St Pancras Station

Celebrating 150 years with images from the RIBA Collections

When the 10.05 pm Leeds – St Pancras overnight mail train arrived into London at 4.20 am on 1 October 1868 it went largely unnoticed but nevertheless marked the opening of the capital’s latest but still unfinished railway terminus: St Pancras station. There was no inaugural opening ceremony for the station described by the Illustrated London News (3 October 1868) as “the largest in the world” and which was not completed until the following spring as recorded in this engraving from the Building News.

It was built by the Midland Railway (MR) to fulfil its ambitions of having its own route into London to carry increasing numbers of passengers as well as coal, iron and beer from Burton-on-Trent’s breweries. The Midland’s extension south from Bedford meant that it no longer had to pay for “running powers” to use the London and North Western Railway or Great Northern Railway’s routes into Euston or King’s Cross. This then presented an opportunity for the MR to assert its supremacy over its London-based rivals by building the most magnificent of London’s termini along with George Gilbert Scott’s Gothic Revival Midland Grand Hotel which was only fully completed in 1876.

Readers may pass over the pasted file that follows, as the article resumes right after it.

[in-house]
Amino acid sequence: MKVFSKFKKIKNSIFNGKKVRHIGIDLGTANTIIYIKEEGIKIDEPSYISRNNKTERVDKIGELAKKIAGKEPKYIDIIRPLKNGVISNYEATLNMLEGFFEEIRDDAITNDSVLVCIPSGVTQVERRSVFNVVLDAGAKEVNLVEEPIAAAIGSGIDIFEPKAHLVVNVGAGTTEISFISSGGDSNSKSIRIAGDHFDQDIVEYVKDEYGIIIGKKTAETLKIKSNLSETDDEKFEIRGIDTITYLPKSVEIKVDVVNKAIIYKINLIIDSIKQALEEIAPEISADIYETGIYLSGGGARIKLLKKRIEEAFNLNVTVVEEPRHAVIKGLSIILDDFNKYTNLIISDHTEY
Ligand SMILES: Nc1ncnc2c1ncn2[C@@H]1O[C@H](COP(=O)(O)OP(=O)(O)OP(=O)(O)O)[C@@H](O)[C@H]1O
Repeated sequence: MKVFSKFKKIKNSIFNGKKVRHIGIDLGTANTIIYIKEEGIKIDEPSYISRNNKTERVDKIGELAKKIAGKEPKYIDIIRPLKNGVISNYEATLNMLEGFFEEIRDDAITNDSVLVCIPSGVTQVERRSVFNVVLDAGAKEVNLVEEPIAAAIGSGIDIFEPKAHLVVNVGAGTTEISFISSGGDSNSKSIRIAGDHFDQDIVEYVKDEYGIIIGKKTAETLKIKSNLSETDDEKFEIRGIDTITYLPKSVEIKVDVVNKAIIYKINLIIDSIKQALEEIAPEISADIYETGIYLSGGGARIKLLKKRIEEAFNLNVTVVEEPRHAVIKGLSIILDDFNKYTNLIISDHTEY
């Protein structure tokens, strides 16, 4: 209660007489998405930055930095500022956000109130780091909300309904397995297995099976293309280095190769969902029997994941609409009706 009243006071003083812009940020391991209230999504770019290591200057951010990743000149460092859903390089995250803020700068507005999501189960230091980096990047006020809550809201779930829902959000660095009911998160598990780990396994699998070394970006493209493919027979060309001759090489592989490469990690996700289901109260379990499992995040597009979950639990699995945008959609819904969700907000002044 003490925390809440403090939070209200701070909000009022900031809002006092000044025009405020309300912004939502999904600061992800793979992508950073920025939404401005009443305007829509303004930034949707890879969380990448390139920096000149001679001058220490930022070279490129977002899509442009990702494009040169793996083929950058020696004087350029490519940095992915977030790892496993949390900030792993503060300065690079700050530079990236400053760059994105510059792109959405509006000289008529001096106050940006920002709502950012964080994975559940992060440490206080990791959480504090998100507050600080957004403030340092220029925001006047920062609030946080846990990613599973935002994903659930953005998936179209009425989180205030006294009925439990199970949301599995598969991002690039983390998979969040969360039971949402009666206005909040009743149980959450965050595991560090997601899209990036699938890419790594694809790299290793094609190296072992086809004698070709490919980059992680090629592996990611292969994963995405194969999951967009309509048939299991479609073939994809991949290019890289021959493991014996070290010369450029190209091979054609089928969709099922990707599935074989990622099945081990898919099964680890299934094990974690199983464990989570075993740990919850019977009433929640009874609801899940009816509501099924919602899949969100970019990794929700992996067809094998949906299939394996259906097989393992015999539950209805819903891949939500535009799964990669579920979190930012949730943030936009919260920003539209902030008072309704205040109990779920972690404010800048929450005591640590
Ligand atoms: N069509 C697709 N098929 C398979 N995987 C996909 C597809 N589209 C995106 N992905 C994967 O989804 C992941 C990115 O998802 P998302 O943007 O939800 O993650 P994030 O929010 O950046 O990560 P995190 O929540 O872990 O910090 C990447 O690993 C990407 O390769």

The consulting civil engineer for the MR’s line southwards from Bedford was William Henry Barlow. Like the approach to neighbouring King’s Cross station the tracks had to cross Regent’s Canal but Barlow chose to bridge over rather than tunnel under the canal hence giving St Pancras its elevated position. This in turn provided a large basement area under the station which rather than filling in Barlow decided to exploit by supporting the station on cast iron girders and 720 columns in the form of a grid based on the dimensions of Burton brewery warehouses, i.e. the length of a beer barrel meaning that the train loads of beer could be easily stored at St Pancras.